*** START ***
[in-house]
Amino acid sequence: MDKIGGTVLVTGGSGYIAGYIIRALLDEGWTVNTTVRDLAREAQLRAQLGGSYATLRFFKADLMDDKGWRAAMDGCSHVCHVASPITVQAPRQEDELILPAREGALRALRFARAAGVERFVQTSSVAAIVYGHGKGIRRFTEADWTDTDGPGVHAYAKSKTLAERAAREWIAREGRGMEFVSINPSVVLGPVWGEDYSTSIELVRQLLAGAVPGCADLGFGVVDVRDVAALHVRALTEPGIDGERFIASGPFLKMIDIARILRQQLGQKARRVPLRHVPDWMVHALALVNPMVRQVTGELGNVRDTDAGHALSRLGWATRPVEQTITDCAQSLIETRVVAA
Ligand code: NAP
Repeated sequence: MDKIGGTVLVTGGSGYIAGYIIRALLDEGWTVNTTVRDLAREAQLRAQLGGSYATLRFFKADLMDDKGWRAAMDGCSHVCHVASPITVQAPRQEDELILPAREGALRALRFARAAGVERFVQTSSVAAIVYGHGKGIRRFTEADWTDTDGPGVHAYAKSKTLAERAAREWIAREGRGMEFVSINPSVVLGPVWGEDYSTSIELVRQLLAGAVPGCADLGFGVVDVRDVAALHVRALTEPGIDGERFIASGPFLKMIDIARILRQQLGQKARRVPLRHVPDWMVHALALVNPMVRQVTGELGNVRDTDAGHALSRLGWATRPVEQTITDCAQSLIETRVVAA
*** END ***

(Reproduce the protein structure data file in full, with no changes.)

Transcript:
[in-house]
Amino acid sequence: MDKIGGTVLVTGGSGYIAGYIIRALLDEGWTVNTTVRDLAREAQLRAQLGGSYATLRFFKADLMDDKGWRAAMDGCSHVCHVASPITVQAPRQEDELILPAREGALRALRFARAAGVERFVQTSSVAAIVYGHGKGIRRFTEADWTDTDGPGVHAYAKSKTLAERAAREWIAREGRGMEFVSINPSVVLGPVWGEDYSTSIELVRQLLAGAVPGCADLGFGVVDVRDVAALHVRALTEPGIDGERFIASGPFLKMIDIARILRQQLGQKARRVPLRHVPDWMVHALALVNPMVRQVTGELGNVRDTDAGHALSRLGWATRPVEQTITDCAQSLIETRVVAA
Ligand code: NAP
Repeated sequence: MDKIGGTVLVTGGSGYIAGYIIRALLDEGWTVNTTVRDLAREAQLRAQLGGSYATLRFFKADLMDDKGWRAAMDGCSHVCHVASPITVQAPRQEDELILPAREGALRALRFARAAGVERFVQTSSVAAIVYGHGKGIRRFTEADWTDTDGPGVHAYAKSKTLAERAAREWIAREGRGMEFVSINPSVVLGPVWGEDYSTSIELVRQLLAGAVPGCADLGFGVVDVRDVAALHVRALTEPGIDGERFIASGPFLKMIDIARILRQQLGQKARRVPLRHVPDWMVHALALVNPMVRQVTGELGNVRDTDAGHALSRLGWATRPVEQTITDCAQSLIETRVVAA